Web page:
The oil-rich central state of Kazakhstan is in turmoil tonight with at least 30 protesters and 18 police officers killed in rioting sparked by soaring energy prices.
One police officer was reportedly found beheaded after being cornered by rioters.
Police spokeswoman Saltanat Azirbek said on state news channel Khabar-24 that protesters had attempted to storm government buildings in the country's largest city, Almaty, and "dozens of attackers were liquidated” as police tried to repel them.
Government sources have blamed the protests on “international terrorists,” and Russia has sent paratroopers to reinforce the Kazakh police.
Vladimir Putin is keen to strengthen Russia's military presence in Kazakhstan, where Russia has significant assets including military bases and the space launch facility at Baikonur
Kazakhstan’s president Kassym-Jomart Tokayev says he will take harsh measures to put an end to the protests and declared a two-week state of emergency for the whole country.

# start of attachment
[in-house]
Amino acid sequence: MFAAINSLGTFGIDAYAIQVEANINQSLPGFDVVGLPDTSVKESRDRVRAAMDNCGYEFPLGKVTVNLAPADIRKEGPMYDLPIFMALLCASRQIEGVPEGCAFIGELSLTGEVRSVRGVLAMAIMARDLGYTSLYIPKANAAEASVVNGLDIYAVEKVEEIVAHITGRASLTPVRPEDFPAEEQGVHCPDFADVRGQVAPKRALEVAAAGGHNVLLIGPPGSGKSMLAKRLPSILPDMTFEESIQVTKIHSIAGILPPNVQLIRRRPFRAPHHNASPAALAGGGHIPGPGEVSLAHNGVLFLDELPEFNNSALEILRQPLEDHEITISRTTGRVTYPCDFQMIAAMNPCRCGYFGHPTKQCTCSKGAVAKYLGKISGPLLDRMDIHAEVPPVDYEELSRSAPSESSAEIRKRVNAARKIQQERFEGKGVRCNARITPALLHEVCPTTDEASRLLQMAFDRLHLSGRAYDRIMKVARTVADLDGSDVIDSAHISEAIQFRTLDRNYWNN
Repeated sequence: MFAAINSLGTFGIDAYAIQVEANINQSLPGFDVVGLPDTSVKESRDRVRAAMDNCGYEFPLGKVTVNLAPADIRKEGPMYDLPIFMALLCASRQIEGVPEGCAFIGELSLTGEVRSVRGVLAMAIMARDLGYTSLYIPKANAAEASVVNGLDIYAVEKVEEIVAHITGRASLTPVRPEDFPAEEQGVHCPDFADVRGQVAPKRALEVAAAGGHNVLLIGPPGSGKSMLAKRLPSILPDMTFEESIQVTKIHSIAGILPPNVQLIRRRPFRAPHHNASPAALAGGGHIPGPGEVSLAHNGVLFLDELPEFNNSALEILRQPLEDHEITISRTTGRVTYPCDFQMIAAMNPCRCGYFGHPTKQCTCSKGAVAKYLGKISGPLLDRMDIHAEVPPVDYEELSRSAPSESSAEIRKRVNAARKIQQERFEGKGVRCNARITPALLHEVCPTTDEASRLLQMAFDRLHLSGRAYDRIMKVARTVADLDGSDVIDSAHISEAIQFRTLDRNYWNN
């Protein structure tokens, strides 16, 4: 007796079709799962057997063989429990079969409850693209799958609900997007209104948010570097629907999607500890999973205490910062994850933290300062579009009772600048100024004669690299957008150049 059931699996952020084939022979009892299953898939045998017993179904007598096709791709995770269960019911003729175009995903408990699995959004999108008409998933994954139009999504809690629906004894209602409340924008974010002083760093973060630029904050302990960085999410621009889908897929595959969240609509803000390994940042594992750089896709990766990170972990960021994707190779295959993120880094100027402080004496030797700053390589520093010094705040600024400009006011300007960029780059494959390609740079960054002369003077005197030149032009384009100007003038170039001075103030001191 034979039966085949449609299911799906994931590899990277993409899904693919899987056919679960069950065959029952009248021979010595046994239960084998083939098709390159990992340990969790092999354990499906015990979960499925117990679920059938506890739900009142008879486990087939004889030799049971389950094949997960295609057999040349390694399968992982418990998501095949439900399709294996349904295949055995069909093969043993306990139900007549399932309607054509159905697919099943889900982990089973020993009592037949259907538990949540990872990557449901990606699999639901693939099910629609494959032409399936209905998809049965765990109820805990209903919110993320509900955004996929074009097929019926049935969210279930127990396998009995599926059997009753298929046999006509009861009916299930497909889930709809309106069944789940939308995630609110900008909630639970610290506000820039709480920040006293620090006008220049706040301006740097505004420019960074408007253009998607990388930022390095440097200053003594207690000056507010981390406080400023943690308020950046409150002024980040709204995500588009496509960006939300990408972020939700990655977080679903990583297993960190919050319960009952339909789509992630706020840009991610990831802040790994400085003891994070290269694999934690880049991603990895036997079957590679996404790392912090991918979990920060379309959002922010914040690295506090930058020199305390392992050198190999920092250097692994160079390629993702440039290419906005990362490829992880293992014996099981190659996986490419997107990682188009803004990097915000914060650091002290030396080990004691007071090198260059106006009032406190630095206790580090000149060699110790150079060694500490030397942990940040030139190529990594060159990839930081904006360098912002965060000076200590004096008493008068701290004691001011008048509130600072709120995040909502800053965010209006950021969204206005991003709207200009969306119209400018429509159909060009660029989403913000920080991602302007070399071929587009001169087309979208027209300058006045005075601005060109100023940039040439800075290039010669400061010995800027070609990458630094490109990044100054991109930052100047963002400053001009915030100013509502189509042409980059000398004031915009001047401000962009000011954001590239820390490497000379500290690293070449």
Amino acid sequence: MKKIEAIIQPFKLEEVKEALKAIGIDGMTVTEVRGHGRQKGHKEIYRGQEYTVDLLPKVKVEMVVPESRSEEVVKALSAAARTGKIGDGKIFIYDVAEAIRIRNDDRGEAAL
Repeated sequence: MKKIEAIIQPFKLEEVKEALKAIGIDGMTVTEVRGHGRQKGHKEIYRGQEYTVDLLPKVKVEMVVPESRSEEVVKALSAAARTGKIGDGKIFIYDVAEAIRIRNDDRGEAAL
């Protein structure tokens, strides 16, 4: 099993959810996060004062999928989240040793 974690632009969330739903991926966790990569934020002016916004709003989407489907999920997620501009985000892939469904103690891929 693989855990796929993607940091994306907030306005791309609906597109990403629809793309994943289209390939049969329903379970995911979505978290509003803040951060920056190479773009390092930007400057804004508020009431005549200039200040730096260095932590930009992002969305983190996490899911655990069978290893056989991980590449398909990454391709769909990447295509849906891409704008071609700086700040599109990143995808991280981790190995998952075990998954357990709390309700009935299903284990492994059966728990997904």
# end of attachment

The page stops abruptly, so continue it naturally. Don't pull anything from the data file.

Public protests are illegal in Kazakhstan and previous unrest has been put down brutally.
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One protester, a 58-year-old construction worker who gave her name as Saule, told the AFP news agency that she saw security forces open fire on demonstrators.
"We saw the deaths," she said. "Straight away about 10 were killed."
While the protesters were originally reacting to high fuel price rises , the unrest has developed into more general protests over 30 years of single-party rule.
There’s no effective opposition party in Kazakhstan, and the ruling party gets 100% of the vote in every election.
The protesters don’t appear to have any one specific leader or demands, but many demonstrators have been heard chanting "old man go," in what appears to be a reference to Nursultan Nazarbayev.
Nazarbayev took power when the country gained its independence in 1991 and officially stepped down in 2019 but is seen as still wielding massive power in the country.
Most of Kazakhstan’s government has resigned after President Tokayev said the government had failed to carry out "one of its main tasks – keeping inflation in check".
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